In May 2012, 24K BTC was stolen from BitFloor. The attacker gained access to an unprotected (i.e. unencrypted) backup copy of the wallet keys and stole the virtual currency. As a result, the creator of BitFloor Roman Shtylman decided to close the exchange.
The use of multisig (having multiple keys to sign a BTC transaction) caused another major robbery. In this case, the Bitfinex exchange suffered, where 119,756 BTC was stolen.
Bitfinex cooperated with BitGo to act as a third-party depository for customer withdrawals.
Bitgrail, a small Italian exchange, was hacked in February 2018. As a result of the theft, BitGrail's losses amounted to $ 146 million.
Due to the cyber attack, 230,000 people were affected. Unfortunately, small exchanges do not use basic protection, such as a cold storage wallet, putting big money at risk.
NEM (XEM) tokens worth $530 million were stolen from Coincheck, a company based in Japan, in January 2018.
Criminals were able to hack the exchange's system due to lack of staff. The funds were stored in hot wallets and insufficient security measures were taken.
In September 2020, KuCoin announced that hackers had obtained secret keys to hot wallets, resulting in $275 million in lost funds. However, later the exchange was able to return about $240 million in payments.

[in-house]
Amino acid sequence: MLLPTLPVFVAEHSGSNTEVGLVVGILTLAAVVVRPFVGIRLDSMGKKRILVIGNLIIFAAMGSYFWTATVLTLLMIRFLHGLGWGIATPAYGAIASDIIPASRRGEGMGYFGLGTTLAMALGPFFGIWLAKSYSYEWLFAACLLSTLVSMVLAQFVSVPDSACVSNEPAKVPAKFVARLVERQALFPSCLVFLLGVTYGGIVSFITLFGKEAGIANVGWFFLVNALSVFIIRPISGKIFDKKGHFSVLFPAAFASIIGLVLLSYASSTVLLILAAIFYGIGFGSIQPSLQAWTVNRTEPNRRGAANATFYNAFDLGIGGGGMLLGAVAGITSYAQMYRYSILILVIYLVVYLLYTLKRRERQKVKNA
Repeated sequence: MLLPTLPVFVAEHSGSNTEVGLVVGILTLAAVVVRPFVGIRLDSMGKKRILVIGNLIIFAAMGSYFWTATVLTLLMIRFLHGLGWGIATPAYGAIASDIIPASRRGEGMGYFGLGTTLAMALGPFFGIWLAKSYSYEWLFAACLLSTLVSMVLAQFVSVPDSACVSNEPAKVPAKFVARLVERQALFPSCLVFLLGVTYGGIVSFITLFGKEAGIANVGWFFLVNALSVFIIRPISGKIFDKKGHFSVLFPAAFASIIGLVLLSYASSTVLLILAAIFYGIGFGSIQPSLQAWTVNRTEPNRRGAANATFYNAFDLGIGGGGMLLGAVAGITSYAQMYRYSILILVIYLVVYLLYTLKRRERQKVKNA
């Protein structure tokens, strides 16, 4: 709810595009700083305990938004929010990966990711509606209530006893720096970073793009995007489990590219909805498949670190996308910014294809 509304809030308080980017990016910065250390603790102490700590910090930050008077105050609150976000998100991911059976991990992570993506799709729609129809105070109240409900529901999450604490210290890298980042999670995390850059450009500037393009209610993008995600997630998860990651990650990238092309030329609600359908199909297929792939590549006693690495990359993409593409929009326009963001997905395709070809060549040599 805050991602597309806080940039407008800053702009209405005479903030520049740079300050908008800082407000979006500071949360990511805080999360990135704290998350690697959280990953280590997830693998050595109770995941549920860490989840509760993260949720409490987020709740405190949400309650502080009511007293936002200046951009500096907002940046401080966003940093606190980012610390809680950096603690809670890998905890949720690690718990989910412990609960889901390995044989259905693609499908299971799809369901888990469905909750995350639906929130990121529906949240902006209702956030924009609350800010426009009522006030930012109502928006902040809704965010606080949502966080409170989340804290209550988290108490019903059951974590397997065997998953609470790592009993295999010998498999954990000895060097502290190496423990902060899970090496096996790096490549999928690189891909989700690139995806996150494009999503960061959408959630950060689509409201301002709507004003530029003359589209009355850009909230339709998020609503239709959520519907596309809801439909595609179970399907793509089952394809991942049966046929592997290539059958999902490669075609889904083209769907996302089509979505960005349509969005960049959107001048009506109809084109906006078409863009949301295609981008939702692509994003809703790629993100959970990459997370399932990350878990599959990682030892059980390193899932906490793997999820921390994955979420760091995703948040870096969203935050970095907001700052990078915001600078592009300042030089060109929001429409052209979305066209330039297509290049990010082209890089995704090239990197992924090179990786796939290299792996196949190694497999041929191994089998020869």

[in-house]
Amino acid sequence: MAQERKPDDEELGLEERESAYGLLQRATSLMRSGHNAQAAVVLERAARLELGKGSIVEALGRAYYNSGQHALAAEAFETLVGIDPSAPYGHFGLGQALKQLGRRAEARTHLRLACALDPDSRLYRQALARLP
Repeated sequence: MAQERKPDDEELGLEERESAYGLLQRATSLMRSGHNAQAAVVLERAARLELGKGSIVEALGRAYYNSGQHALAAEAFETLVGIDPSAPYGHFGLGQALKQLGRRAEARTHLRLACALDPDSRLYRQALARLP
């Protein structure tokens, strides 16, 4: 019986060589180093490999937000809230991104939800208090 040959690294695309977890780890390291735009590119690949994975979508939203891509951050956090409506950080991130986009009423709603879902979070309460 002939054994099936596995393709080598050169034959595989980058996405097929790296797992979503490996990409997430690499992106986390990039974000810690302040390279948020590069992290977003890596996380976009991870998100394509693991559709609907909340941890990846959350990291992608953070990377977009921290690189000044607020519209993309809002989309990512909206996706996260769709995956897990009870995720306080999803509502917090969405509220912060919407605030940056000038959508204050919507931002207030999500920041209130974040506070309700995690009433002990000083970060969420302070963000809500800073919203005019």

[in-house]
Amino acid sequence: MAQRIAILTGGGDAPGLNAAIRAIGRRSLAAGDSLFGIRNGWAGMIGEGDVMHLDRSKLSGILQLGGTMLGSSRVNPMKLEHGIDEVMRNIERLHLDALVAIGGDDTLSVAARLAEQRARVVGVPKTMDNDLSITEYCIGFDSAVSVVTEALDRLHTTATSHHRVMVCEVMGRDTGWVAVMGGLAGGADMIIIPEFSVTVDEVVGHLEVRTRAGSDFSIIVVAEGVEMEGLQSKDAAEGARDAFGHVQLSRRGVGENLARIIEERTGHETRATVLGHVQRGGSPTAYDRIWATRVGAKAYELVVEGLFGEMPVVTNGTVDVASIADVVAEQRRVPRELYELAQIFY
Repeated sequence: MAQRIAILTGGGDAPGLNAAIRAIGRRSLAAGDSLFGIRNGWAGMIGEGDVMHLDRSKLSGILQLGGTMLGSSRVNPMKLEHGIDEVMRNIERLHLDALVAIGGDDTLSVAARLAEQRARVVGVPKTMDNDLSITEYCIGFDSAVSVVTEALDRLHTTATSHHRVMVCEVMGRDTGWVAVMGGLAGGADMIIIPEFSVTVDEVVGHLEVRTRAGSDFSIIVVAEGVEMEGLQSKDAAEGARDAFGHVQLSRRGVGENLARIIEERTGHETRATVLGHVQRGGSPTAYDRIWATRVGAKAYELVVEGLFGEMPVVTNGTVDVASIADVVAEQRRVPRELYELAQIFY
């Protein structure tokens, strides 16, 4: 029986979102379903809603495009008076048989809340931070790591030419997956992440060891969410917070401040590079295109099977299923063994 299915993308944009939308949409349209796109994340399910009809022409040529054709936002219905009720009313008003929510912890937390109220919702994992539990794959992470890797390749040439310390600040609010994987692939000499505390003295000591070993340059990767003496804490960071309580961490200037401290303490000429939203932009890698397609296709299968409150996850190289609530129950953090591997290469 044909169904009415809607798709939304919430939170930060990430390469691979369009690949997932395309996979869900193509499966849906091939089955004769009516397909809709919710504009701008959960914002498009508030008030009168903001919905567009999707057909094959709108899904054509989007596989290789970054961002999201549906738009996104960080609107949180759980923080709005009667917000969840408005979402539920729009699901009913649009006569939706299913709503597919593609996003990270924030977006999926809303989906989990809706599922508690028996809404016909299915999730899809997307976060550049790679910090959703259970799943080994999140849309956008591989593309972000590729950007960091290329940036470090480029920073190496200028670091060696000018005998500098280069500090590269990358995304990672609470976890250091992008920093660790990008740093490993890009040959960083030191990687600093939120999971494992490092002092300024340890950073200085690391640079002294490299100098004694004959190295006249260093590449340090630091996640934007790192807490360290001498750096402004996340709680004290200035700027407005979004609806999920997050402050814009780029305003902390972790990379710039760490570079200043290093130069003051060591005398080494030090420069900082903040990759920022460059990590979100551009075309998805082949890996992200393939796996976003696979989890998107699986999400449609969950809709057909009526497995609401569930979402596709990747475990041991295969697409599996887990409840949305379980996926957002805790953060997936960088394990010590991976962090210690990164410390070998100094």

The flash loan attack, during which hackers were able to pump $200 million from the platform, occurred in May 2021. The hacker borrowed a large amount of Binance Coin (BNB) before manipulating its price and selling it on the BUNNY/BNB market on PancakeBunny to carry out the attack.
An urgent loan was taken before paying the entire amount at once. The hacker got a large amount of BUNNY using a flash loan. After that, the criminal threw the entire BUNNY on the market, bringing down the price, and then repaid the BNB with PancakeSwap.
In August 2021, a hacker stole about $600 million worth of digital tokens, taking advantage of a vulnerability in the Poly Network.
However, after the theft, the hacker began to negotiate with the exchange, told about the vulnerability and returned everything that was stolen a week later, with the exception of $33 million in Tether (USDT), which was frozen by issuers.
After that, the hacker received a prize of $ 500,000 for the return of all stolen funds, as well as a job offer as a senior security officer of Poly Network.
Hackers stole $130 million from Cream Finance in October 2021. This was Cream Finance's third cryptocurrency heist in a year, during which hackers stole $37 million in February 2021 and $19 million in August 2021.
The funds were received with the help of an urgent loan as part of a very complex transaction with a commission worth more than 9 ETH in the form of gas and involving 68 different assets. The attacker used MakerDAO's DAI to produce a huge number of yUSD tokens, and also took advantage of oracle's calculation of the yUSD price.
As a result, it was possible to steal the assets of Cream Finance for a total of $ 130 million.